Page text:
Bad Boys For Life (2020) – Review


Did anyone honestly see this coming?
Now don’t get me wrong, I love the sun-baked, flashy emptiness of the two Bad Boys movies for the crass, explosive action comedies that they are but let’s be honest… they’re hardly what you’d call art. Frequently dipping into humour that could be described as racist, misogynistic or flat out homophobic, the series could hardly be described as progressive but whereas the first installment could be considered a bombastic snapshot of the 90’s, part 2 frequently pushed every bad habit that director Michael Bay had to it’s limits – Christ, at the end of that one they invaded Cuba for fuck’s sake. Well… Bay has now vacated the director’s chair and what we’ve ended up with is a return to form every bit as seismic as Vin Diesel and Paul Walker dragging a massive vault through Rio in Fast 5. In short, we could be witnessing the start of something big….


Like virtually ever other action franchise that’s been going for years, Bad Boys For Life chooses to focus on the effect aging has on the machismo drenched action character – family man Marcus Burnett is now a grandfather and is seriously considering retirement whereas flashy Mike Lowery is still pushing himself hard claiming he’s still gonna be running bad guys down till he’s 100 and expects his partner to back him up all the way (although we find out that he dyes his goatee). Of course, this being Bad Boys movie means this causes friction between the two cops which surfaces in creative, foul mouthed banter, but when a violent and vengeful woman who has a past with Mike escapes from prison, she unleashes her unstoppable son after everyone who conspired to send her to jail with Mike slated to die last. Suffering an injury, forced to confront his mortality and unable to count of Marcus who wants nothing to do with his partner’s self destructive tendencies, Mike has no option but to join the new state of the art crime team AMMO; a young group with a snappy acronym and a ton of funky gadgets in order to bring down criminals. Mike, at odds with their non-fatal leanings (he’s frankly disgusted at even the concept of rubber bullets) is a thorn in their side but when the villain (who’s into witchcraft which shows that even though Bay has departed, lunatic plotting still perseveres) steps up her plan and Mike learns some bad shit about his past, bridges have to be rebuilt ironically while causing a fuck-ton of destruction. Can Mike, Marcus and AMMO bring an end to this psychotic wave of revenge while simultaneously making Lowery realise there’s more to life than thudding bullets into the chest of a knife wielding crack head?



Brand new directors Adil El Arbi and Bilall Fallah bring in a lively, action packed movie that’s two parts Bad Boys to one part Lethal Weapon and one part Fast And Furious that ends up, somewhat audaciously, being the best Bad Boys movie to date. Adopting Michael Bay’s orange tinged, magic hour obsessed lighting to continue a visual continuity, the filmmakers come armed with a script that impressively turns almost every complaint critics had about the first two movies into actual plot devices that are addressed as actual honest to god character arcs.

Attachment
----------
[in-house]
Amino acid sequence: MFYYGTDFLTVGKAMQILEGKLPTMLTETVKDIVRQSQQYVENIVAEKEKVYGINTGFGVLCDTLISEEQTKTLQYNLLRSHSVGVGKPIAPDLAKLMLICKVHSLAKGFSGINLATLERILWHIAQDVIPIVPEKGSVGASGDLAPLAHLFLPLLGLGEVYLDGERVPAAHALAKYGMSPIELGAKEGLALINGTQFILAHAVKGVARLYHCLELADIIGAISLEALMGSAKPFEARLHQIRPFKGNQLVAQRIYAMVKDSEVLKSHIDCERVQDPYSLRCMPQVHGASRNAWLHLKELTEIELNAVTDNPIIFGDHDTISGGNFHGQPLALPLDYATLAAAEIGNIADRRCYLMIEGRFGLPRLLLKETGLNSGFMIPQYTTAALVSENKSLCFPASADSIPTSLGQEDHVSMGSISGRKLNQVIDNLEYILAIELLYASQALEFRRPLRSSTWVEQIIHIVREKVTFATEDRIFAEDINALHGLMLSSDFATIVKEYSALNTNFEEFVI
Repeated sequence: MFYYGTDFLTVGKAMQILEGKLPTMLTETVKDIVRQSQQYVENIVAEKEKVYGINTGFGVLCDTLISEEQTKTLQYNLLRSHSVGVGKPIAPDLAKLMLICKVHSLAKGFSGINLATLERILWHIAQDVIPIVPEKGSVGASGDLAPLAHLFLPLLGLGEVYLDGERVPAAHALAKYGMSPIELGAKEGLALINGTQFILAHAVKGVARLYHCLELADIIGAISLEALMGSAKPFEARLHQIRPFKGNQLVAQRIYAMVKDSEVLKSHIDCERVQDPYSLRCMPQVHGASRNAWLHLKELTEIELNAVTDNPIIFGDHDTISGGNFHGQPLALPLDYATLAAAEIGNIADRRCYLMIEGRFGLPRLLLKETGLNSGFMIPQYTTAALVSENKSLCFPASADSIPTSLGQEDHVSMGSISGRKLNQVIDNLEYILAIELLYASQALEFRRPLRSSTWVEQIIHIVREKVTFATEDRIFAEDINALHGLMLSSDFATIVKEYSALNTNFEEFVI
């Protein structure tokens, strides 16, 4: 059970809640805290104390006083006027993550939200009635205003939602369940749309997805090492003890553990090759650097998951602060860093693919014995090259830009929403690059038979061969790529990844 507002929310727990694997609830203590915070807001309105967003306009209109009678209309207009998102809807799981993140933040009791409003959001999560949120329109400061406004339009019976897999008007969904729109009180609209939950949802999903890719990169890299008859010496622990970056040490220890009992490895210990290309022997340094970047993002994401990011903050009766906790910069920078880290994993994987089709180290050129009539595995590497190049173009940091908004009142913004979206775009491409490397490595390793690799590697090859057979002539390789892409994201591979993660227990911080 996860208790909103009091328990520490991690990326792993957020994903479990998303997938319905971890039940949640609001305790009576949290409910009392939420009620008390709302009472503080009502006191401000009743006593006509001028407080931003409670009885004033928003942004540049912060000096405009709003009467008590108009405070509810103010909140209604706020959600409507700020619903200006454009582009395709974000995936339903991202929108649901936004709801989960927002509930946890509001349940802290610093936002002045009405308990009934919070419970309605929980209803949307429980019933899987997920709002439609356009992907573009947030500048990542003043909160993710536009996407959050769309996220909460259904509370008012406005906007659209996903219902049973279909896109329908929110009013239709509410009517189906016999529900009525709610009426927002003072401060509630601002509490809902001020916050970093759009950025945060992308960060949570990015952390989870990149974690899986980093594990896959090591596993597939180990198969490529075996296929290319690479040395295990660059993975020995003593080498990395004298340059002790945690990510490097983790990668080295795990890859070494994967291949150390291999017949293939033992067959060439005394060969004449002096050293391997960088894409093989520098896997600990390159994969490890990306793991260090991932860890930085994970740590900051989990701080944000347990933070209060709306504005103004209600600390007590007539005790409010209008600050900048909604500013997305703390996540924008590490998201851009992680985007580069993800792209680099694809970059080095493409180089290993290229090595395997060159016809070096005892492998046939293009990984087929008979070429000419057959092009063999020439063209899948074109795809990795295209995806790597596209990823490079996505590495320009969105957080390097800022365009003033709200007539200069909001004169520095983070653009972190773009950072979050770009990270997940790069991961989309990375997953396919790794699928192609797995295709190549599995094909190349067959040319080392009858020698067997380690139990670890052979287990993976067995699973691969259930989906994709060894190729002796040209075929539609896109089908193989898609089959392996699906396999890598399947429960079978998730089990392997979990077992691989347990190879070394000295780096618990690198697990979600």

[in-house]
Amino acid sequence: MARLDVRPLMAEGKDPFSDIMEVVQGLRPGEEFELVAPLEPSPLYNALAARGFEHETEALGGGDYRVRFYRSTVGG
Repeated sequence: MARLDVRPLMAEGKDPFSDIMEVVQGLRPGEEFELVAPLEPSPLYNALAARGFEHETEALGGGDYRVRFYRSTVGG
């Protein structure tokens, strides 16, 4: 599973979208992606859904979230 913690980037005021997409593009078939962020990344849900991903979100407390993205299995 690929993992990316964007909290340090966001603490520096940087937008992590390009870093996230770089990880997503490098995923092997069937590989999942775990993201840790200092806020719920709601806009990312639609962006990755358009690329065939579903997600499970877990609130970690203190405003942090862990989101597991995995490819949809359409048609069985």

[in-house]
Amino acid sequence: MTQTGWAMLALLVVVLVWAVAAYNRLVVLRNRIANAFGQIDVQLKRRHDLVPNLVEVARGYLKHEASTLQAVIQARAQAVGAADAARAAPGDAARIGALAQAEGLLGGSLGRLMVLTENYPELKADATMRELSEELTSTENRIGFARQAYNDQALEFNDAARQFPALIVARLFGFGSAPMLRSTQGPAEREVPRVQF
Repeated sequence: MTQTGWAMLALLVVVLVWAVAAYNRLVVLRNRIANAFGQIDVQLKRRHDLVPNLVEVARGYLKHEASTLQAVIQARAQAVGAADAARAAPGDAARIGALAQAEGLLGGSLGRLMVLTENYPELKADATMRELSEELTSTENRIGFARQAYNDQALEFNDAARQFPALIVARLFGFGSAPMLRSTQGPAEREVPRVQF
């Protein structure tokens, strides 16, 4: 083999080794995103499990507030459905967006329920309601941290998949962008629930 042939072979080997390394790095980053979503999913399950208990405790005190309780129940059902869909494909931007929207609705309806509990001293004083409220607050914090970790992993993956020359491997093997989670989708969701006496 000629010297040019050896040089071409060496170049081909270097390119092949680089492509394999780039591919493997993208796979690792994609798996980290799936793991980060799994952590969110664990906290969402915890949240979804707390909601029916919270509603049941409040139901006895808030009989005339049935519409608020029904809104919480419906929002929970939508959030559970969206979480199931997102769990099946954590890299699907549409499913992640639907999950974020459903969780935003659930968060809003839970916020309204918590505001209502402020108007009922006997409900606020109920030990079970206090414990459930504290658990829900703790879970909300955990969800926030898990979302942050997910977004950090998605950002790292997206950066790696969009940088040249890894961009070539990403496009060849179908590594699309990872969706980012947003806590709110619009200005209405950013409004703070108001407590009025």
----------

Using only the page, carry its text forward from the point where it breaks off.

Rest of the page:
While the new directors systematically turn virtually every negative the series has into a positive, the leads also find themselves liberated by the slightly altered politics of the story. Freed from the constrains of having to try to keep up physically with his notoriously energetic co-star, Martin Lawrence stretches his legs (literally and figuratively) as being the more overtly comedic of the two while somehow being the voice of reason. Frankly, he’s a hoot, hitting some major laughs among the action while Smith is preoccupied with all the running and the jumping and the pew, pew, pew. Whether fascinated with poking a huge welt on the head of a bad guy brought forth by the business end of a rubber bullet or careening through traffic in a detached machine gun mounted motorcycle sidecar Lawrence becomes almost the audience’s commentator on all the shrapnel flinging lunacy.
Will Smith, on the other hand, racks up the best action shit he’s done for years. Taken to task on his past philandering, violent ways for pretty much the entire running time it’s a rare inflective storyline for the franchise, and indeed the genre and Smith seems thankful for actually having something to sink his acting chops into that’s more that just screaming “MOVE” while his shirt billows open. In fact Mike Lowery’s plot threads here tread curiously close to that other Will Smith vs. aging action thriller: Gemini Man, but actually exceeds it in every way. Let that sink in for a minute: the third Bad Boys movie is a far better action movie about growing old gracefully that a film directed by Oscar winner Ang Lee… what a time to be alive.
Scattered throughout are various in-jokes for Bad Boys fans with a warm welcome back to Joe Pantoliano as their exasperated captain and a glorious callback to an infamous scene from the second movie involving a kid who was dating Burnett’s daughter and the while movie is just a big, bright and vastly entertaining experience that actually attempts to have a conscience along with it’s satisfyingly bloody R rating. After all, how can you hate a movie where Martin Lawrence looks Will Smith dead in the eye and utters the legend: “How you fuck a witch without a condom!?”
One of the most surprising comebacks of recent years, there’s a sensation that this could be the launch pad for something big (the post credit stings seem to think so) and I’d be totally lying if I said it didn’t give me tingles of excitement.



After all, as the boys themselves say: we ride together, we die together, bad boys for life.
Count me in.

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